Pres polls and Maldives economy; how will it fare this time?

The economical spectrum of any given nation gets significantly impacted during the election year; big or small country alike.

Maldives is no exception and with the presidential election of the island nation looming close it is interesting to factor in the prospect of economic development.

It is highly expected the Indian Ocean archipelago's economic background (or foreground) may change drastically depending on the outcome of 2018's presidential polls.

Conventionally immediately after the polls conclude and a president is sworn in to the office the speed or pace of economic development slows down slightly. This places the future of the nation's economical strategy or plans for progress at limbo; generating an awful lot of surprise within the public.

Everyone would be expecting to see economic reform or growth with uncertainty; and the state expenditure slows down accordingly to reflect on the future decisions of the newly elected head of state.

Election year is when the game of politics intensify considerably; the two ends of the political power struggle, the ruling faction and the opposition faction will be at each other's teeth to one-up each other.

Each 'team' would check the cards at hand and decide a power-play while the other would factor in an equally counteractive response. This open leads to a multi-faceted rivalry often breaching the internal borderline of a country's political framework treading to the attention of international communities.

The outcomes or the course of actions attached to a country's political stability deeply effects the relative outcome of its economic future as well.

The international relations of countries tend to change with new administrations, which was evident when president Abdulla Yameen took top-office in 2013. This is a key factor in shaping the economic growth of any given country.

Maldives for decades enjoyed a close bond with neighboring south-Asian giant India but with president Yameen's administration the island nation slowly unhooked itself from the grip of New Delhi and swayed towards Beijing.

This proved to bring in a drastic change in the country's economic foreground; the island nation initiated the largest infrastructural project ever in its history. The creation of a bridge linking Maldives capital with the international airport island Hulhule'.

During presidential elections such impactful pledges are made by contesting candidates that in turn reshape the country's economy gradually.

However, the power-struggle during polls year can often bring catastrophic end results too. If the contesting powers violate the election protocols or go beyond ethical boundaries to underpin their opponents, it may be reflected negatively at the international community. Should the dominating faction malpractices their campaign and come to power it may harm the economic prospect for the nation since they would have already lost face in front of potential investors or foreign hands willing to shake.

Election years are often regarded as unstable or volatile periods for investors or financiers much like for local ventures. The whole corporate field transitions into a similar case scenario to that of a stock-exchange floor.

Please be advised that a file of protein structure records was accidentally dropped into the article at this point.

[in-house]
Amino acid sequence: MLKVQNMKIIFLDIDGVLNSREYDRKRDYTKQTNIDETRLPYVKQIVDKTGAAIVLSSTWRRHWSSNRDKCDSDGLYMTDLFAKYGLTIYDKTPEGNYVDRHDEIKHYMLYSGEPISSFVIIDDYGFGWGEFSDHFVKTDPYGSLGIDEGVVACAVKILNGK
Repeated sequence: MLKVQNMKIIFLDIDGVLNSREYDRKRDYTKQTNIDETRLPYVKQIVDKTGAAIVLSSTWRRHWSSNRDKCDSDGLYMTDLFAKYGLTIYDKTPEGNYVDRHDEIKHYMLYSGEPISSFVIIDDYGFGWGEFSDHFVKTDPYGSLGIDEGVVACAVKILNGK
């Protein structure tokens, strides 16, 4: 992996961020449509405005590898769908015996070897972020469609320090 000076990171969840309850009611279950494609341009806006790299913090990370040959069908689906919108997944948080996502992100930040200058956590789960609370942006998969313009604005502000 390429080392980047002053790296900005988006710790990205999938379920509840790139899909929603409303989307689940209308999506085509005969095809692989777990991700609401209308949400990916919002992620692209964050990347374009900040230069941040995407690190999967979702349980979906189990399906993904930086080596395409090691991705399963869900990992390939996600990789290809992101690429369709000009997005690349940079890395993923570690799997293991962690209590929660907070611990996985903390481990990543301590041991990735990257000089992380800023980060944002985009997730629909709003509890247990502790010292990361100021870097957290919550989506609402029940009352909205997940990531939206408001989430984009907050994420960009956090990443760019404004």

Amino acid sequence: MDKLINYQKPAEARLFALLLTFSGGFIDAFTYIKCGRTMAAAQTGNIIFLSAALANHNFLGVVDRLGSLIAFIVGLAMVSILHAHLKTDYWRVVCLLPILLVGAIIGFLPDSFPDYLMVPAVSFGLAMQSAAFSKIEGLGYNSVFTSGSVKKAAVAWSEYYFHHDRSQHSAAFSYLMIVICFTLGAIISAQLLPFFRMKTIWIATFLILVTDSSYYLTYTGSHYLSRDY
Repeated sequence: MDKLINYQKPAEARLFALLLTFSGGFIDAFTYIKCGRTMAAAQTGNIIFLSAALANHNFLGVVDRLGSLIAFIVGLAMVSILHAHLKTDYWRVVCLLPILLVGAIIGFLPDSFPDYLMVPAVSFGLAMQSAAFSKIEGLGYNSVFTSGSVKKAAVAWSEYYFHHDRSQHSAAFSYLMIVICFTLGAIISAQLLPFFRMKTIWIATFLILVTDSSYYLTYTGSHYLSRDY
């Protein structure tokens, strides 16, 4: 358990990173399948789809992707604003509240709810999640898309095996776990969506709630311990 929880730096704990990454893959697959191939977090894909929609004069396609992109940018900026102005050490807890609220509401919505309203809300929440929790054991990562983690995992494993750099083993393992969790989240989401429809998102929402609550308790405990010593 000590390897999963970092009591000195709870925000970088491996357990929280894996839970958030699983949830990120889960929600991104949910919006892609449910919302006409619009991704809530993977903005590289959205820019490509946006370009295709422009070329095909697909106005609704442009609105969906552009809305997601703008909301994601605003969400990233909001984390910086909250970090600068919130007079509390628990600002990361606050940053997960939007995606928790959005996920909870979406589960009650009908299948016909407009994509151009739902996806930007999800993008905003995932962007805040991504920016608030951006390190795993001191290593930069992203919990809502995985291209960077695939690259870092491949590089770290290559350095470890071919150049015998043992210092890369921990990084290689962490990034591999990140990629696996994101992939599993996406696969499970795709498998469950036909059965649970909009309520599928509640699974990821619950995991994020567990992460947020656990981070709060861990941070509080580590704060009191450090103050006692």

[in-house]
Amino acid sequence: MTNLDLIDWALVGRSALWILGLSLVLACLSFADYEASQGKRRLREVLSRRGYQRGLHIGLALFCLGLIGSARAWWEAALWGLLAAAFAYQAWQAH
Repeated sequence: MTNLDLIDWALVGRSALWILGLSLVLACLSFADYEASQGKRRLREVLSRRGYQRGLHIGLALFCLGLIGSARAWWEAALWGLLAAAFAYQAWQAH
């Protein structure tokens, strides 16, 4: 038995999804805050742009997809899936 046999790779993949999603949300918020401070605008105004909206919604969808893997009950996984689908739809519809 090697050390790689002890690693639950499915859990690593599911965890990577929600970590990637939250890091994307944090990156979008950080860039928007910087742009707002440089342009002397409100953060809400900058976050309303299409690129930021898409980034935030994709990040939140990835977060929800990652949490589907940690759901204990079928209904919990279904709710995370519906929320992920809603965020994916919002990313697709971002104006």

With the country's economy in uncertainty, and the future of it in speculation, investors are not willing to 'play ball' on simple hunches or gut-feelings. No one is the wiser regarding who will emerge victorious, and often at times corporate engagements or agreements fall into temporary suspension.

Businesses end up spitballing about the future of their ventures and investors often take a seat without taking action. Mainly because of new governments often showing disrespect towards specific investors or businesses about the precedent deals or agreements made.

To put it in layman's terms, a change in the government could result in either the rise or fall of company or gain or loss for an investor depending on how the government decides who to favor and who not to; because let's admit it government nepotism is a long talked about but often shelved topic.

"Foreign investors are placing their money on businesses, which belongs to the country and not to a reigning government. So investors should not face the brunt of changing governments, which often is not the case sadly," president of MATATO Abdulla Giyas noted.

There is a strange yet well documented correlation with the economic growth rate against a country's election year. For instance Kenya suffered slow economic growth in 1993, 1998 and 2003; a year after presidential elections were held.

Usually the economic growth rate slows down a year after the election has been held, which is mainly because of the newcomer government would be adjusting to existing international business regulations as well as internal corporate governance rules.

World Bank claims the economic growth of Maldives would increase on average by 4.7% in 2017 and 2019. Gross Domestic Product (GDP) rate would increase by 4.6% in 2018 and the following year.

However, economic experts claim the rates may get affected since the island nation's prime economic catalyst; tourism sector is threatened over the changing paradigms in local politics.

There is little to no doubt that this year's presidential election will bring with a lot of commotion and excitement; some will revel in the glory of winning and others would mourn the loss of their backed candidates. Either of it maybe the case for everyone, but the presidential election campaign has kicked-off vigorously meaning a lot more will shift in the political platform in the coming weeks.

But at any given scenario this should not affect the country's economic development or else it may bring about a cataclysmic end-result to various businesses and entrepreneurs in the country that would eventually affect the public in general.